The HLA class III region genes are important elements in (AI 03) Transplant rejection phenomenon Governing susceptibility to autoimmune disease Immune surveillance Antigen presentation and elimination

231. Most common opportunistic infection in children with neutropenia is a. Gram negative bacilli b. Streptococci c. Staphylococci d. Pneumococci 232. a. b. c. d. 233. a. b. c. d. e. 234. a. b. c. d. Pseudomyxoma peritonei is seen with (AI-89) Mucinous cystadenocarcinoma ovary Carcinoid appendix Endometrial carcinoma Ileal carcinoid MHC - II positive cells are all except (PGI - 2000) B cells T cells Macrophages Platelets RBC Anti-RA antibodies belong to (JIPMER 93) IgA IgG IgE IgM

96 235. a. b. c. d. 236. a. b. c. d. 237. a. b. c. d. 238. a. b. c. d.

Pathology Blood borne metastasis is unusual of (AIIMS - 92) Osteosarcoma Medullary carcinoma breast Choriocarcinoma Renal cell carcinoma Chloroma is a tumor of (AP-92) Soft tissue Bone Haemopoetic cell Ovary Marker for ovarian tumours of epithelial origin (JIPMER 95) Fibronectin Acid Phosphatase CA125 LDH Carcinoma bronchus is not associated with SIADH Cerebellar degeneration Acanthosis Nigricans Hypocalcaemia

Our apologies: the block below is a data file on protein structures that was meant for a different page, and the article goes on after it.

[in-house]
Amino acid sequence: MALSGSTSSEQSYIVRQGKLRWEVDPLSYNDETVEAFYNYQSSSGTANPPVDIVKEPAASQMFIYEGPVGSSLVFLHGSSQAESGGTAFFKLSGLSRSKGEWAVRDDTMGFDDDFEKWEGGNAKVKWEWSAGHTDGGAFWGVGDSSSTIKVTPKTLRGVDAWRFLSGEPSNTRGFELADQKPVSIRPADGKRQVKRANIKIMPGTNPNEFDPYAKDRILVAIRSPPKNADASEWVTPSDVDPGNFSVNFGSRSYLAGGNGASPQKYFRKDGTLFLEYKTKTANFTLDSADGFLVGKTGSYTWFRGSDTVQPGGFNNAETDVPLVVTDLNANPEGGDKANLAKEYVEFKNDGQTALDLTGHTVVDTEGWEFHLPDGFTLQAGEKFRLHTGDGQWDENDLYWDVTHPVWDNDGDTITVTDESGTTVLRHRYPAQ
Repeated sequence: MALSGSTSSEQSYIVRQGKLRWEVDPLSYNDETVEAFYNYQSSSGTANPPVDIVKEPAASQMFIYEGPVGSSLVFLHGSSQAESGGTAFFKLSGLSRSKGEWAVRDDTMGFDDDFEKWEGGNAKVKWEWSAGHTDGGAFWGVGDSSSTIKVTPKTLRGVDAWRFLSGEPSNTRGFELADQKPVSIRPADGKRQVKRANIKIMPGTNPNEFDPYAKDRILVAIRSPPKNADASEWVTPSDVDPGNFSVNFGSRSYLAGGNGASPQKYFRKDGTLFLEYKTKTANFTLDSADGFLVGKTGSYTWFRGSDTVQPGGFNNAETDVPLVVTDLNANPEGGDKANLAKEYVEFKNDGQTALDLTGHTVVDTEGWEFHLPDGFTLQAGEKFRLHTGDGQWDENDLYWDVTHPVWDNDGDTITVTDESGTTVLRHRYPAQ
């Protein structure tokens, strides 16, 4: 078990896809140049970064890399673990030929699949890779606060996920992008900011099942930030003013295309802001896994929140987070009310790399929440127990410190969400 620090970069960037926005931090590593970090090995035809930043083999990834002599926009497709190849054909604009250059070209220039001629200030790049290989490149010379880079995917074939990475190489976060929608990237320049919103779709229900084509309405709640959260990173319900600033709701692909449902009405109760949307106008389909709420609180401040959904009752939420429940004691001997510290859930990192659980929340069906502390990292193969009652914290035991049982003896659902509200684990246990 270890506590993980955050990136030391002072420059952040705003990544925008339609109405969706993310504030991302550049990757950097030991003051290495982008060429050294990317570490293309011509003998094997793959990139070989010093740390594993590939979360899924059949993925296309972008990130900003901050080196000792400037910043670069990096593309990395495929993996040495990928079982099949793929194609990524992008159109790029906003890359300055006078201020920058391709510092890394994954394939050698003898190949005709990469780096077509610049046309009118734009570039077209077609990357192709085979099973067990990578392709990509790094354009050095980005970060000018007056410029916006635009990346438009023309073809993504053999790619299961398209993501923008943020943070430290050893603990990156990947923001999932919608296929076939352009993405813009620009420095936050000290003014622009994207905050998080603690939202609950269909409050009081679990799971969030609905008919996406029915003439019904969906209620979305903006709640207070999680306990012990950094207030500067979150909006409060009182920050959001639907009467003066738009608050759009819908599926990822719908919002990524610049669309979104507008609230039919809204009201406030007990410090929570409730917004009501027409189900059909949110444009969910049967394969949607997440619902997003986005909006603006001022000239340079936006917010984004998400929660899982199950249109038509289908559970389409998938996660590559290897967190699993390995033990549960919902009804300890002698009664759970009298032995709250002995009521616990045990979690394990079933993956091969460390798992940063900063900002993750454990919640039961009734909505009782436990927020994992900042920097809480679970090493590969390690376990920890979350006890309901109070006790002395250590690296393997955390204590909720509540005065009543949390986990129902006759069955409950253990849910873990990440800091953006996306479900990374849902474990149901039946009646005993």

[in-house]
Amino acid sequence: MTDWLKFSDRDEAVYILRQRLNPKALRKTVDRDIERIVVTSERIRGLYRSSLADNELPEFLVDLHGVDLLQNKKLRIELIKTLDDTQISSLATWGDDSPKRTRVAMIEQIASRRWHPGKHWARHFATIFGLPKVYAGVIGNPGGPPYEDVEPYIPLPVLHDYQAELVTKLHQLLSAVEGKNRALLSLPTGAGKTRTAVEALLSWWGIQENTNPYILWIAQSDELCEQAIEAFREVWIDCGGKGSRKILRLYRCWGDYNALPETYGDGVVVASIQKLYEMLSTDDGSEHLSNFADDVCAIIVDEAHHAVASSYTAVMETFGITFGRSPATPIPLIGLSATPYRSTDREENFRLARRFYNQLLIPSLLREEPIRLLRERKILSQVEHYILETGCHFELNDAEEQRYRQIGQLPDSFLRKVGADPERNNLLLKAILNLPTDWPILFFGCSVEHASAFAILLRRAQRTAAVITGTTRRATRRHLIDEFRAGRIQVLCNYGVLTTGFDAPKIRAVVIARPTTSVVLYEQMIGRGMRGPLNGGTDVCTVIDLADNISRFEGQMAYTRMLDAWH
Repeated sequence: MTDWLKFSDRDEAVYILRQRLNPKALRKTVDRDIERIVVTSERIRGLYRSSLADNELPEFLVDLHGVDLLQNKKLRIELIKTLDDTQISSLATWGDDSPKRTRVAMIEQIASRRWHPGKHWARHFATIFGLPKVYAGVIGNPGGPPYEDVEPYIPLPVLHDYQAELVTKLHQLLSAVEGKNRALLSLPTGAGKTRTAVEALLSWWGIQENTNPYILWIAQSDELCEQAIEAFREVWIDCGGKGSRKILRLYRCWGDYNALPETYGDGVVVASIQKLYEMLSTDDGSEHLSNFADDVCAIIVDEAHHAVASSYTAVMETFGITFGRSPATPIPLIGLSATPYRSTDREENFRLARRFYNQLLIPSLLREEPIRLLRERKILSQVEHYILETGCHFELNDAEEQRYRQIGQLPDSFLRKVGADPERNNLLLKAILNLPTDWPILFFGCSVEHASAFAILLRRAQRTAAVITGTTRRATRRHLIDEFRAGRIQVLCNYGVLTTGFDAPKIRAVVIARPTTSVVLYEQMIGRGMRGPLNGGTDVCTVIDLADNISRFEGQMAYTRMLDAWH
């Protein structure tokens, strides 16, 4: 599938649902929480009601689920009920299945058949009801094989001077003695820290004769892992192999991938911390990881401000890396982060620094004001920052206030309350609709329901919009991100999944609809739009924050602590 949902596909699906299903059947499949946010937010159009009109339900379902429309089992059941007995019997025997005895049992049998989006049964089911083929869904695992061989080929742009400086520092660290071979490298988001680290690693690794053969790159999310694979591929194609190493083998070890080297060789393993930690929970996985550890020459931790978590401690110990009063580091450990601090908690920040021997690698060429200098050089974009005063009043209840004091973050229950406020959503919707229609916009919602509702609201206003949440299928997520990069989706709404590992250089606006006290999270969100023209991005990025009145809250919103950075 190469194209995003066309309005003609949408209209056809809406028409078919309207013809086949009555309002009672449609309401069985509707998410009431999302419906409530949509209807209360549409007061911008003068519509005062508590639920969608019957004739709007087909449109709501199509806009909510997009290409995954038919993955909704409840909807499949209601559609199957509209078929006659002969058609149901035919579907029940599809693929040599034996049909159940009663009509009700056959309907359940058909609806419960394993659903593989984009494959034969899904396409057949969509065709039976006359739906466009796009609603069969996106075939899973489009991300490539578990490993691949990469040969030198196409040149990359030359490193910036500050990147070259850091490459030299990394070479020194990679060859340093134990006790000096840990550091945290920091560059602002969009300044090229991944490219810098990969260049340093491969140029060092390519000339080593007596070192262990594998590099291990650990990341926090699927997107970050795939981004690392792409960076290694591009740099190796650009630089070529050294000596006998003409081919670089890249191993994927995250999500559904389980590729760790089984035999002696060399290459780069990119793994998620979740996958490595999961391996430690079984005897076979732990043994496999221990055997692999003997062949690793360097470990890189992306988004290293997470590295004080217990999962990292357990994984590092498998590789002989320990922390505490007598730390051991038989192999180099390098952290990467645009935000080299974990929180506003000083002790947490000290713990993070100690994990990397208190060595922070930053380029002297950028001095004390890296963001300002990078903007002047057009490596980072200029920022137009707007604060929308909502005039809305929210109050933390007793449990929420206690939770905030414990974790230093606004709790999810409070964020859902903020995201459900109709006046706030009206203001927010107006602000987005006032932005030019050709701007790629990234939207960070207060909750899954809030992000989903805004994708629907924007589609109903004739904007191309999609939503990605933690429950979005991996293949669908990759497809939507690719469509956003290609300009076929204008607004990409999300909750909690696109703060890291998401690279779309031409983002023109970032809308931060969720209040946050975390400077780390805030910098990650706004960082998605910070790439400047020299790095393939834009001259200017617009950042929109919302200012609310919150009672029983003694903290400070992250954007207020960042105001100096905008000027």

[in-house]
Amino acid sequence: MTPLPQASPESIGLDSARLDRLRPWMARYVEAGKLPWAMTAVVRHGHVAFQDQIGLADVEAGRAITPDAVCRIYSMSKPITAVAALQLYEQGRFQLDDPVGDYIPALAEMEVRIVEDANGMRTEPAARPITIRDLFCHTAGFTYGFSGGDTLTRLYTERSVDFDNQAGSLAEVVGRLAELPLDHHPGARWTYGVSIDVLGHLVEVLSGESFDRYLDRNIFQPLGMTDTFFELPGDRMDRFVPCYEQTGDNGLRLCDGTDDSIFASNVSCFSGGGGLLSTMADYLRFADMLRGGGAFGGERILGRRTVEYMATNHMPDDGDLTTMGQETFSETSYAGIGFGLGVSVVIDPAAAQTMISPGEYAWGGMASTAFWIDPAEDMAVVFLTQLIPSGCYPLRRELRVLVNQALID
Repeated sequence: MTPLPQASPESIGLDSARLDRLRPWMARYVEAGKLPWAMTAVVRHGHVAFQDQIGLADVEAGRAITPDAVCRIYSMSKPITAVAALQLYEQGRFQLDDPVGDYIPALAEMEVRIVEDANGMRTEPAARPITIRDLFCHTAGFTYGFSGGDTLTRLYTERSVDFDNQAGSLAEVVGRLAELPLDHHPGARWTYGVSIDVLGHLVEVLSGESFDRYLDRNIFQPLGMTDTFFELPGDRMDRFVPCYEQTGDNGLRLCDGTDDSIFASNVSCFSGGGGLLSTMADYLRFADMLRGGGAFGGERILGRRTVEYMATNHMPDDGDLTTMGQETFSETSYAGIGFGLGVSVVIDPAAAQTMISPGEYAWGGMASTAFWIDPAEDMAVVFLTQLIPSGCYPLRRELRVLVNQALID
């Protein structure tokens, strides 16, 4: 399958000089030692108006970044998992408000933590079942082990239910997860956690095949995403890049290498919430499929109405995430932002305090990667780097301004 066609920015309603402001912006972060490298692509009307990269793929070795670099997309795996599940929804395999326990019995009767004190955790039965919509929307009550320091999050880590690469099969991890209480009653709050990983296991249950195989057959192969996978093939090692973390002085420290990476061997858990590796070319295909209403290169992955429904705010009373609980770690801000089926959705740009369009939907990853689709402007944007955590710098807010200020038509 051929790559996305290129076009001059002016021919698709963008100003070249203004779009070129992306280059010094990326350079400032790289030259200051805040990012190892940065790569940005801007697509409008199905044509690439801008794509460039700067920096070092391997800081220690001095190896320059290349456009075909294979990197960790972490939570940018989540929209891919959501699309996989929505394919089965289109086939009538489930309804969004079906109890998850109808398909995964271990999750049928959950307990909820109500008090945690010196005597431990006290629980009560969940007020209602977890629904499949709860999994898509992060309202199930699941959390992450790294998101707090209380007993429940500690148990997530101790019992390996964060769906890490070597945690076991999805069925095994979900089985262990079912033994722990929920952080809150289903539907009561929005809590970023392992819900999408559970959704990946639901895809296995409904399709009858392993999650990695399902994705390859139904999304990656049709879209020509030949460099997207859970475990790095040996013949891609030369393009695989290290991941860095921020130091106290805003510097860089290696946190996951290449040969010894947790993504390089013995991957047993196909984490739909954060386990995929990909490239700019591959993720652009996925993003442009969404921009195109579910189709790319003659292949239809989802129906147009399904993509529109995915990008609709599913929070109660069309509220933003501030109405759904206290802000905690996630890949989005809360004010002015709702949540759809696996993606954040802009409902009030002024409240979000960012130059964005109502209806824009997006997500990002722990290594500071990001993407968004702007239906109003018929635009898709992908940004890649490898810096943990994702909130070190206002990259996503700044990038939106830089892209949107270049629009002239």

239. Feature common to Ca. pancreas and Ca. lung and Ca. stomach is (TN-99) a. Thrombophlebitis b. Migratory thrombophlebitis c. Ascites d. DIC 240. a. b. c. d. 241. a. b. c. d. Cancer suppressor gene is important in which malignancy (TN-99) Retinoblastoma Malignant Melanoma Liver carcinoma Lung cancer Inherited Cancer Syndrome include all except (Kerala 2001) Retinoblastoma Neuroblastoma Xeroderma pigmentosa Familial polyposis coli

242. Cancer cells derive energy from (AIIMS 2001) a. Glycolysis b. Oxidative metabolism c. Increased mitochondria d. None